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Ask-A-Linguist Message Details

Subject: damn vs. damned
Question: I have had many arguments regarding the use of damn as an adjective instead of damned. As I understand it, damn can only be a verb, noun or interjection. It must have an adjectival suffix to be considered an adjective, yet people use the unmodified verb form as an adjective rampantly. The friend with which I argue most asserts that usage, not logic defines language, to which I reply, ''then why make rules at all?'' After researching, I see that there is theory of null morphemes and I wonder if that is why damn is even used in examples in the Merriam Webster online dictionary as an adjective ( ) when all logic tells me it is wrong. What makes damn an adjective when linguistic rules say it should be damned?
Reply: The sorts of rules you refer to are called "prescriptive," that is, they result from people at different times and for different reasons attempting to prescribe what usage should be in the language. At its best, prescriptivism provides a standard for professional language users to work within--and around. The Associated Press Style Sheet, and the Chicago Manual of Style are good examples of this. At its worst it represents arbitrary prejudices that differ from person to person and tend to be woefully inconsistent, both internally and with what language users actually do. A good example of this is the injunction against splitting infinitives, a prohibition that goes back only to about the 1860s and never had a legitimate place in English grammar. The shift from "damned" to "damn" as an adjective or adverb is part of a larger loss of participial suffixes in English when the participle is used as an adjective or adverb. We no longer say "iced cream," "skimmed milk," etc., although we do still say "mashed potatoes." I've seen "mash potatoes" on diner menus, but not widely. This loss of the -d suffix is so common that it's even called "the 'ice cream' effect," and it's obviously applied to "damn." I should think that anyone who insisted on "damned" would also want to say and write "iced cream," just to be consistent. But these change processes are not completely consistent, and standards are, as my colleagues and your friends have pointed.out, are determined by usage.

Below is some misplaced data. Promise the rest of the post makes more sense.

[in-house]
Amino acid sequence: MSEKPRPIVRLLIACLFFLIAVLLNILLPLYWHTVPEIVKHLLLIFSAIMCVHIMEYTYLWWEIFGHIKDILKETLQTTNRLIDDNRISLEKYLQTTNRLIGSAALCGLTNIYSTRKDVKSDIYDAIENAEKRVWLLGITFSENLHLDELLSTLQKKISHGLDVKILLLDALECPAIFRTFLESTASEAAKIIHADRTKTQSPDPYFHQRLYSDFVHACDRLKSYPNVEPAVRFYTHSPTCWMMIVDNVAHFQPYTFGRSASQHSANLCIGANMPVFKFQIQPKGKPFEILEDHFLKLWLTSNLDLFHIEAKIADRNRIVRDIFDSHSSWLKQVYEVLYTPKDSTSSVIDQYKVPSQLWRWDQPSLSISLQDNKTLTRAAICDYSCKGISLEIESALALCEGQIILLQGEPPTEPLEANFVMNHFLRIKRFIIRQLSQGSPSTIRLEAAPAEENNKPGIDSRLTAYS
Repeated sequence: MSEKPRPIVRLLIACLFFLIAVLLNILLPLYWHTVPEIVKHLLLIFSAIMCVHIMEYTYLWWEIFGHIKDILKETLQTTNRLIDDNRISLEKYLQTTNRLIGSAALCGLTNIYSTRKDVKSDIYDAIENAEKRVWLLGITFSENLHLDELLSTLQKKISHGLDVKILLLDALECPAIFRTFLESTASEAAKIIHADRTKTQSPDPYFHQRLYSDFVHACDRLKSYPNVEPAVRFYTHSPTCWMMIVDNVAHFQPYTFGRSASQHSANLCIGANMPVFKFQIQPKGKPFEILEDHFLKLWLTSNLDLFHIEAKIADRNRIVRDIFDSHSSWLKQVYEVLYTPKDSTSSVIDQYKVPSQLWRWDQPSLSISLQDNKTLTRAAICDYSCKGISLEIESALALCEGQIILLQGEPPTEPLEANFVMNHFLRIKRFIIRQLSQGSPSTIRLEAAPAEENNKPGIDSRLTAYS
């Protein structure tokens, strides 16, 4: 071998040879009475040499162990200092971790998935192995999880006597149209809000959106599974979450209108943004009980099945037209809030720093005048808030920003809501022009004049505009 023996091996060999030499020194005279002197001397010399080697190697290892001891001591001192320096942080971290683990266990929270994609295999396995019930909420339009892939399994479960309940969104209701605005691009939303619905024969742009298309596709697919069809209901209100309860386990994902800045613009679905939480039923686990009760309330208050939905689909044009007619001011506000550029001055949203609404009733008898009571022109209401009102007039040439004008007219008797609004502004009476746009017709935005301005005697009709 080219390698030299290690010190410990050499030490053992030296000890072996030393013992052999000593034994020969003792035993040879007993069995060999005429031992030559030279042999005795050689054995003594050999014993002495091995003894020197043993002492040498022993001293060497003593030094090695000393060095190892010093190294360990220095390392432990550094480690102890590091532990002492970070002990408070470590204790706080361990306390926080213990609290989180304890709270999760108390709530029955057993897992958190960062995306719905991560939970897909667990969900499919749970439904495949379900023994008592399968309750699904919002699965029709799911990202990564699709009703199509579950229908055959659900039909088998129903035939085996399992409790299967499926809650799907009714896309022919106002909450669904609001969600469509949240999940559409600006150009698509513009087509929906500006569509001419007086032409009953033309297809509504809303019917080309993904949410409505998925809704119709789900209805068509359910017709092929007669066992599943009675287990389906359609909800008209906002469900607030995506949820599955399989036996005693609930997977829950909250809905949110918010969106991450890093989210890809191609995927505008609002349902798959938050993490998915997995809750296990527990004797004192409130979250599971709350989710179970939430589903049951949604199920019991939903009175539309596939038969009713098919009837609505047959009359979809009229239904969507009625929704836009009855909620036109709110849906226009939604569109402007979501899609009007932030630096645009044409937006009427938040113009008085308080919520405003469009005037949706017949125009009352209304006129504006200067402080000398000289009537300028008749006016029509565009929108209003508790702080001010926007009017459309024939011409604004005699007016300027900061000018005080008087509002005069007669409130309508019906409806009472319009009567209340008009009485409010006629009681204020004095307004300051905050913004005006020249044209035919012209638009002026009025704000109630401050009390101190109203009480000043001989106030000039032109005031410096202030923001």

Reply From: Herbert Frederic Stahlke      click here to access email
Date: 31-Jan-2009
Other Replies:
  1. Re: damn vs. damned    Madalena Cruz-Ferreira     (31-Jan-2009)
  2. Re: damn vs. damned    Elizabeth J Pyatt     (02-Feb-2009)
  3. Re: damn vs. damned    Joseph F Foster     (31-Jan-2009)

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